Fire was also taken to light candles in lanterns made from turnips; indeed the Gaelic name for both the lanterns and the bonfire was Samhnag. The turnip was an important crop, feeding both man and beast and saw many communities through famine. It was the tradition to carve scary faces into the lantern as part of the process of warding off the evil ones. The guisers (as the men-folk dressed in costume were called) then went round the village shooing away the spirits and demons, and did so by visiting house to house.
Does much of this sound familiar? Many of the old Celtic customs have come down to us in one form or another, and over time An Samhain developed into our modern Halloween. Many Irish and Scottish immigrants toNorth America took these age old traditions with them and firmly rooted them into the community life there. On both sides of the Atlantic Halloween evolved along slightly different paths, but at the core the substance remains essentially the same.
There was a religious element too. In Roman times, there were similar festivals held at the end of the summer, and around 610 AD, the Christian authorities evolved them into the feast of All Hallows, or All Saints. Prayers were said for the dead on the 31st of October, with mass held on the 1st of November for saints known and unknown. This festival reached Ireland and Scotland around the 9th century and was quickly amalgamated with the old traditions to form a quasi-religious, semi-pagan celebration. An Samhain became Hallowmas (or All Saints Day), and An Oichde Samhain (the night before) morphed into All Hallows’ Eve, or Halloween.
Many early settlers to Americabrought the Christian beliefs of Halloween with them, with the children dressing up to go ‘trick or treating’ to ward off witches and other minions of the Devil. The old ways came too of course, but instead of turnips the colonists carved pumpkins. Back home in parts of rural Scotland, even to this day, the children dressed up to go ‘guising’ and the lanterns are still made of turnips. The trials of fire and water are still with us – who reading this has never dunked (or dooked) for apples? In Britain though, the bonfires were moved to a different date – the 5th of November, as we commemorate the foiling of the Gunpowder plot to kill the king and parliament in 1605. Across the nation, bonfires are lit echoing the burning at the stake of Guy Fawkes and his conspirators. And in the Gaelic calendar An Samhain now corresponds with the whole month of November.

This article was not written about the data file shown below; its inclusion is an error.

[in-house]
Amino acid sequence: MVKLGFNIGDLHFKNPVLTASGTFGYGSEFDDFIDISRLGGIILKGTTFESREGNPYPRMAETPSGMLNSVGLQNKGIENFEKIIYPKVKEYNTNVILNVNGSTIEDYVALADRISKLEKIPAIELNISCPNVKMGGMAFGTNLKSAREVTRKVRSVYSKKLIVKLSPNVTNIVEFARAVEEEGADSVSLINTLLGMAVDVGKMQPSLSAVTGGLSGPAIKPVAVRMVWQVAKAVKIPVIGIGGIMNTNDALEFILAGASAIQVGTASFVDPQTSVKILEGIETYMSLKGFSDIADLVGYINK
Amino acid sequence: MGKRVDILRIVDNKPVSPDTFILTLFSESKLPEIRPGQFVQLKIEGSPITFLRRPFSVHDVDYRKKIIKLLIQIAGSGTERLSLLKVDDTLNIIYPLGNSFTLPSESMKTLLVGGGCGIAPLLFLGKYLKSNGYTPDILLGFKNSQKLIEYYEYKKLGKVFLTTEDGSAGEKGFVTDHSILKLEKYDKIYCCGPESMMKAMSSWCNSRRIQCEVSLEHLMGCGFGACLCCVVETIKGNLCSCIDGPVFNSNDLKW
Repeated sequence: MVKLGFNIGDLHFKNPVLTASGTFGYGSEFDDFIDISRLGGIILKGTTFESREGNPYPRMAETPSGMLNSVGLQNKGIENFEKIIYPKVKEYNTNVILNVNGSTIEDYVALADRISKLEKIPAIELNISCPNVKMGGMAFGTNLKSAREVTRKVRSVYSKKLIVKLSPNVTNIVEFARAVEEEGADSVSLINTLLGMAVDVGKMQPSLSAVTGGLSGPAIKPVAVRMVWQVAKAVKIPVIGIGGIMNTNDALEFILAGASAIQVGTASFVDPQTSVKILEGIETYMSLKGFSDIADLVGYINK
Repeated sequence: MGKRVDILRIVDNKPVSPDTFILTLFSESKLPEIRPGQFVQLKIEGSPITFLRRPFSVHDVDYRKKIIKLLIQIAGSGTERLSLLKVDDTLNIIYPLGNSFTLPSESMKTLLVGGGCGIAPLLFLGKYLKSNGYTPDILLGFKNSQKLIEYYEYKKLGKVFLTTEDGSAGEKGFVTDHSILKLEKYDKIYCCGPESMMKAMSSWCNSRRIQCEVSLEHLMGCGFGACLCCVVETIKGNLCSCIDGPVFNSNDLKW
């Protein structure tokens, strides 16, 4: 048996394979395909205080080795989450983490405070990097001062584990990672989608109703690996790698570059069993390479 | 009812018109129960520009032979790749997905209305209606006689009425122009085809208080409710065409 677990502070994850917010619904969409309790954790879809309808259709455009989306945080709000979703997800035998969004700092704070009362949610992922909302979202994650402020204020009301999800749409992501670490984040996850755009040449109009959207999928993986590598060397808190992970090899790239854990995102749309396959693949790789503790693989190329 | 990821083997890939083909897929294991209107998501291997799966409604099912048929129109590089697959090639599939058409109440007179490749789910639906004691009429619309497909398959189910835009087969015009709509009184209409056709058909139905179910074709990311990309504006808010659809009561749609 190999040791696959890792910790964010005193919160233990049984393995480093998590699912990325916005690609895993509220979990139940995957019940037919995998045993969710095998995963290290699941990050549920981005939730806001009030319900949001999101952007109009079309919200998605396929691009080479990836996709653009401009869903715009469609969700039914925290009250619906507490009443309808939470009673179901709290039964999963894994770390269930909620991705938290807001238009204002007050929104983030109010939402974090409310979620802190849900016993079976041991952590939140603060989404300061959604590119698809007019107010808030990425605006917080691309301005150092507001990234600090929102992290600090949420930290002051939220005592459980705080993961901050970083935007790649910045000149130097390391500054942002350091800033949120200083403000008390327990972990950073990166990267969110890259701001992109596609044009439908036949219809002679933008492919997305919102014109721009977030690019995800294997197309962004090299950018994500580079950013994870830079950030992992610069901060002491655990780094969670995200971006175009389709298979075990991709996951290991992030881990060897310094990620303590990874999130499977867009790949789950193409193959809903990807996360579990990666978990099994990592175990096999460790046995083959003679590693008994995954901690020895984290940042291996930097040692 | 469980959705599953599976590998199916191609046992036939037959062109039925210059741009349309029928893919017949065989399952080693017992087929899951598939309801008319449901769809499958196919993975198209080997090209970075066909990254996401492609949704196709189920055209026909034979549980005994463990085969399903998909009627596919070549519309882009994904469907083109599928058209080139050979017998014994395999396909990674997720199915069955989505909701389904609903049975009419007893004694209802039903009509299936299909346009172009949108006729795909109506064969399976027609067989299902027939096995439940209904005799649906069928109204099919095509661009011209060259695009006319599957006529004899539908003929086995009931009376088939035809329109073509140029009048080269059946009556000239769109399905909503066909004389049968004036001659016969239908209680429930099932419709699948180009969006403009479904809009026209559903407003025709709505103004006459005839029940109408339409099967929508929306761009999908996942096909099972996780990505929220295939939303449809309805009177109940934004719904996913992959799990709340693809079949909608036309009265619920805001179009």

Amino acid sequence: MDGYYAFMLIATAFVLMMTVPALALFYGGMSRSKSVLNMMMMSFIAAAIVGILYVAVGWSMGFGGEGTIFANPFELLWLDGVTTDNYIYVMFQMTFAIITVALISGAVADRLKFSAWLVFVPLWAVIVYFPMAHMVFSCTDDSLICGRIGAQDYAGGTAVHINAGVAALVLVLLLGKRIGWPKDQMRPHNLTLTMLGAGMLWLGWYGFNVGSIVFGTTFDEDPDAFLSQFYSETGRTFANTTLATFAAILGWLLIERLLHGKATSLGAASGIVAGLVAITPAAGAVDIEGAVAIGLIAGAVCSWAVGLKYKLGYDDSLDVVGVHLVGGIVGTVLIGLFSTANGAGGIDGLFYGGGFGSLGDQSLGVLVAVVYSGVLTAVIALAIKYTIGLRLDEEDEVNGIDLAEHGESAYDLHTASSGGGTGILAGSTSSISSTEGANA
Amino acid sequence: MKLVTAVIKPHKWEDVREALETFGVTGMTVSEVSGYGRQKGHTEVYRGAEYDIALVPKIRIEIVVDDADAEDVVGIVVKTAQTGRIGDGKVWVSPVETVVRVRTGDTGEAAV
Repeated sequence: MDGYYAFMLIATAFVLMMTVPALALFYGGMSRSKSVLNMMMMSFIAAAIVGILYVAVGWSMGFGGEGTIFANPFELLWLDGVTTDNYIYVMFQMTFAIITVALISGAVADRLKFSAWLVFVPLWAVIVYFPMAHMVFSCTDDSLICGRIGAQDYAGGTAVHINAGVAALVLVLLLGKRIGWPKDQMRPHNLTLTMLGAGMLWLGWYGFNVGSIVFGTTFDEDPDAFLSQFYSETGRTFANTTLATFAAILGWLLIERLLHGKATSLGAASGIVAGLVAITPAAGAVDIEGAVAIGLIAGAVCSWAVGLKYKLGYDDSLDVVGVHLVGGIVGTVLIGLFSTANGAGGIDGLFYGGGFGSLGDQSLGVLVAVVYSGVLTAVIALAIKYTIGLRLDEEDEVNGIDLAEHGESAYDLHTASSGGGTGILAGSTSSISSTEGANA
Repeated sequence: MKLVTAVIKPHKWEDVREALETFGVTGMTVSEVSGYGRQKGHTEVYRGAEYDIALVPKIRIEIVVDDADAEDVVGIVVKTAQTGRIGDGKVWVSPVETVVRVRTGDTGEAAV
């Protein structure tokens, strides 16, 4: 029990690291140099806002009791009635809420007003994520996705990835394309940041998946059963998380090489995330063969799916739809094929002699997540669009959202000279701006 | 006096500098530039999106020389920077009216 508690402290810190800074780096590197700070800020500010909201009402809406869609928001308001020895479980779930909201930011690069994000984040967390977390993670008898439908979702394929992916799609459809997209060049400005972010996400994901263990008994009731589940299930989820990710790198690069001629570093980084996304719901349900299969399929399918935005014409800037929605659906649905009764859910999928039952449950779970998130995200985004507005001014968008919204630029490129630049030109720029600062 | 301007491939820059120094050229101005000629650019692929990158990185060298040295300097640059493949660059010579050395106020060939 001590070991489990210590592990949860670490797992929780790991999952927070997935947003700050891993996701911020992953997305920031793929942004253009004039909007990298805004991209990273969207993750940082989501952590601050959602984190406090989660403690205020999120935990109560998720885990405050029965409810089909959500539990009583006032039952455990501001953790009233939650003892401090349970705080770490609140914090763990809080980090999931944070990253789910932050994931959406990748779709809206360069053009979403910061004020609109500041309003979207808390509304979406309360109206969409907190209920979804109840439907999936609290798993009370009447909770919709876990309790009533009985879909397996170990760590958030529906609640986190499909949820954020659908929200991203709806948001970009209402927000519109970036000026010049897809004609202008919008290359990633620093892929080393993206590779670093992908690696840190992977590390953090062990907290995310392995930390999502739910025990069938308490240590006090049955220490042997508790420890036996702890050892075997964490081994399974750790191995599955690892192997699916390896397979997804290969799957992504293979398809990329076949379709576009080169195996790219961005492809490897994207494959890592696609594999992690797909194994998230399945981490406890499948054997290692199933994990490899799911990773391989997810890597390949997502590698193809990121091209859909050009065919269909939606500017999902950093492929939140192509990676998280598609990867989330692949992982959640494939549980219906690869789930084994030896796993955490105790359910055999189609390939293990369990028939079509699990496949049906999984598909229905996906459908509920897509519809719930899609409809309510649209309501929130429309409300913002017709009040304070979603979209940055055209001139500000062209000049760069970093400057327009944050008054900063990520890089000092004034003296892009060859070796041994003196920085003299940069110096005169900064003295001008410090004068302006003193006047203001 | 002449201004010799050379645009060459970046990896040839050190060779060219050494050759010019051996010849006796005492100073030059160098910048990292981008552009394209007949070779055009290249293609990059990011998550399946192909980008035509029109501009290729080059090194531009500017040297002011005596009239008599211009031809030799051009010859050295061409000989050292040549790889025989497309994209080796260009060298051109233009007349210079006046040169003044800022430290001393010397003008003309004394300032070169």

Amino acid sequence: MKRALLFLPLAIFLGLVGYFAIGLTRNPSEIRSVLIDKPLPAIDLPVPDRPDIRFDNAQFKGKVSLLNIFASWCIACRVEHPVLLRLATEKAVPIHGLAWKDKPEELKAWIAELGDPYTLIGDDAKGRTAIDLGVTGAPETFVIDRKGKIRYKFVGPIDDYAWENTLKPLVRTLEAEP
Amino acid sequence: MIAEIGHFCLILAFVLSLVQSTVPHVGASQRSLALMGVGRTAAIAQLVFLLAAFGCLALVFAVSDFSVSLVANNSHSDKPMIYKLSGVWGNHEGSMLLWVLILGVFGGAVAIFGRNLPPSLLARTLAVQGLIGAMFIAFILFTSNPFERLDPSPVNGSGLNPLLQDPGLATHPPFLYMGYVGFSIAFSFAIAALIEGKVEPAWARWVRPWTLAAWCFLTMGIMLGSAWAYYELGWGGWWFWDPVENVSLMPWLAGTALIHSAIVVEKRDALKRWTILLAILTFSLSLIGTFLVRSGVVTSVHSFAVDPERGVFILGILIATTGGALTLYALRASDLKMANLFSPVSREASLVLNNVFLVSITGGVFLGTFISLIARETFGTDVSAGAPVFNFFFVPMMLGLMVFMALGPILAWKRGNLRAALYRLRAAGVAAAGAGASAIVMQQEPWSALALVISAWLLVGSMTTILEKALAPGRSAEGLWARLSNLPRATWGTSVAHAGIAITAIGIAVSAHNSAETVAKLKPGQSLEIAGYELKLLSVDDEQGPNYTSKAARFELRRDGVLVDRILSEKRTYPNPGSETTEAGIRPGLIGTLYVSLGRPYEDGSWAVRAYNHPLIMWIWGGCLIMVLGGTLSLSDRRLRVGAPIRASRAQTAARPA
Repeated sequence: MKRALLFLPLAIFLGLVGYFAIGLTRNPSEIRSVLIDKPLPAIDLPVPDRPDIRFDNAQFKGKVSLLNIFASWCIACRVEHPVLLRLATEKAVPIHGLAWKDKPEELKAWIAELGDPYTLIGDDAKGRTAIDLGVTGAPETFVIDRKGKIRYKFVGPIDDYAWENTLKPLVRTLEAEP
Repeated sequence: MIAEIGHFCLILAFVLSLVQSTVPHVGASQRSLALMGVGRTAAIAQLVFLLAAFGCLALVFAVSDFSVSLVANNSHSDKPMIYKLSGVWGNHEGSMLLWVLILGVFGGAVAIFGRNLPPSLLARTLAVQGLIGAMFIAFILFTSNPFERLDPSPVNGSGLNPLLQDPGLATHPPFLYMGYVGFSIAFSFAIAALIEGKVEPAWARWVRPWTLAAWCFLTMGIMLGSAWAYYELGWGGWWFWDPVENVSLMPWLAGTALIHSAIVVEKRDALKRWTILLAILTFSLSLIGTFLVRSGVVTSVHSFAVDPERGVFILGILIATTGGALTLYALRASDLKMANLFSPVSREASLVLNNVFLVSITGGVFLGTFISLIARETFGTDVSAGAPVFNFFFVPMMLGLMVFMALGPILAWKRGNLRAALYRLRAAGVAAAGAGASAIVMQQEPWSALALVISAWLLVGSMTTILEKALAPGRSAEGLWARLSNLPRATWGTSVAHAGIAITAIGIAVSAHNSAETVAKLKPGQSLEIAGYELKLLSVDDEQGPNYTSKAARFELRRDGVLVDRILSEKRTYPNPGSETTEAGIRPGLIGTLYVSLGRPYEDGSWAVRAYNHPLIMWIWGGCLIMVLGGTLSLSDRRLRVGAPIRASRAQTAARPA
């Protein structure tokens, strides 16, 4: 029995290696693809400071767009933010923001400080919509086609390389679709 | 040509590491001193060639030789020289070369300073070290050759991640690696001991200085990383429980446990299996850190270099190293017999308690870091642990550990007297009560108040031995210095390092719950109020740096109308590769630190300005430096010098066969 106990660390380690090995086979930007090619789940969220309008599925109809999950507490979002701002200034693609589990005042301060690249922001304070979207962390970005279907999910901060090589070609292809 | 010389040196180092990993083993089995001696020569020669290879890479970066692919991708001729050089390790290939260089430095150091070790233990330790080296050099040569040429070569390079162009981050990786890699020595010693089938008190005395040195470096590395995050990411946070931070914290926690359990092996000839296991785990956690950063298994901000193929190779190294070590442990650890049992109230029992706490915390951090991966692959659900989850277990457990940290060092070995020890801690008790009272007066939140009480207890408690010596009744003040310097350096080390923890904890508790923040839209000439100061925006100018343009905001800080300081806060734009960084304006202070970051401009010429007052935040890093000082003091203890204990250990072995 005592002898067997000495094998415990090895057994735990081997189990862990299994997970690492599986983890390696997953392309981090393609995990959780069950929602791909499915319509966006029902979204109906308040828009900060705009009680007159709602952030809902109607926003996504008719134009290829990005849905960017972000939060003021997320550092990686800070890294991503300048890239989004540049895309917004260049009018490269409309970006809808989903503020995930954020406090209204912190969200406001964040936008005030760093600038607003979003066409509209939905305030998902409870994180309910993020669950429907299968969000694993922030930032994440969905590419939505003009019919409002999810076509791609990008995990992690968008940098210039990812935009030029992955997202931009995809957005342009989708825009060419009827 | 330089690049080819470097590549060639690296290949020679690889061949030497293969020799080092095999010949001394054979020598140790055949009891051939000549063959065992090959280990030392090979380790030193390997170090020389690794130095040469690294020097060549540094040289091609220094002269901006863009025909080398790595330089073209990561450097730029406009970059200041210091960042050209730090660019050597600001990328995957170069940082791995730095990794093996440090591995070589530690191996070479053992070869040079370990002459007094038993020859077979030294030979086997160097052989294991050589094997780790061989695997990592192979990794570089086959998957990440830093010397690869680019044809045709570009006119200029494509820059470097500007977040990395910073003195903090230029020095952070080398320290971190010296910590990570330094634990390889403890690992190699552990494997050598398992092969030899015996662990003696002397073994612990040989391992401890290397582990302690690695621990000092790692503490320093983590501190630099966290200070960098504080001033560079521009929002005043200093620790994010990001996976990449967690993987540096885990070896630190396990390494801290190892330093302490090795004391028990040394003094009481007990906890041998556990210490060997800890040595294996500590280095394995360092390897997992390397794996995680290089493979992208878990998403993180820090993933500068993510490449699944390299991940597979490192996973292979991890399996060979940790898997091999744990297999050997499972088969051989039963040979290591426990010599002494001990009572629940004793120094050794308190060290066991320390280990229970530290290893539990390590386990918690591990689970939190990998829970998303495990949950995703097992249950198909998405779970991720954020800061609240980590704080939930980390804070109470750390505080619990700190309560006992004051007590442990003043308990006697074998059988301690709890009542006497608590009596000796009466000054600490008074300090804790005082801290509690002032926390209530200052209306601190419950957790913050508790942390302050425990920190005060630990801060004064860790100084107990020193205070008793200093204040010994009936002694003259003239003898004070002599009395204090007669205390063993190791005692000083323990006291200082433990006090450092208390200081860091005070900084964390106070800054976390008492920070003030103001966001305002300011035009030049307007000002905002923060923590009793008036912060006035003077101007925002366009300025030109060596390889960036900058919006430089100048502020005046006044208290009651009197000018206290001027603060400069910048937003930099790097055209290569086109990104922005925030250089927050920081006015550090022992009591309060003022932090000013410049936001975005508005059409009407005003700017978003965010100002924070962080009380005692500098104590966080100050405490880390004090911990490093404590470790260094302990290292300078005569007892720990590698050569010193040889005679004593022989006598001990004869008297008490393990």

So whether you are trick-or-treating, guising or lighting bonfires take a moment to reflect on where these traditions came from, and what it meant and how much it meant to your forefathers as they faced the uncertain winter months ahead.
* * *
This article was written by David McNicoll, who runs Highland Experience USA. His travel company specialises in vacation and tour packages toScotland, including ancestral trip and many other tailor-made excursions. email@example.com
For more info please visit http://www.highlandexperience-usa.com.
Photo: Samhuin, Samhuin Fire Festival, Edinburgh, Scotland, 2007, by Geoff Wong via Flickr used under Creative Commons License 3.0.
©2011, copyright Thomas MacEntee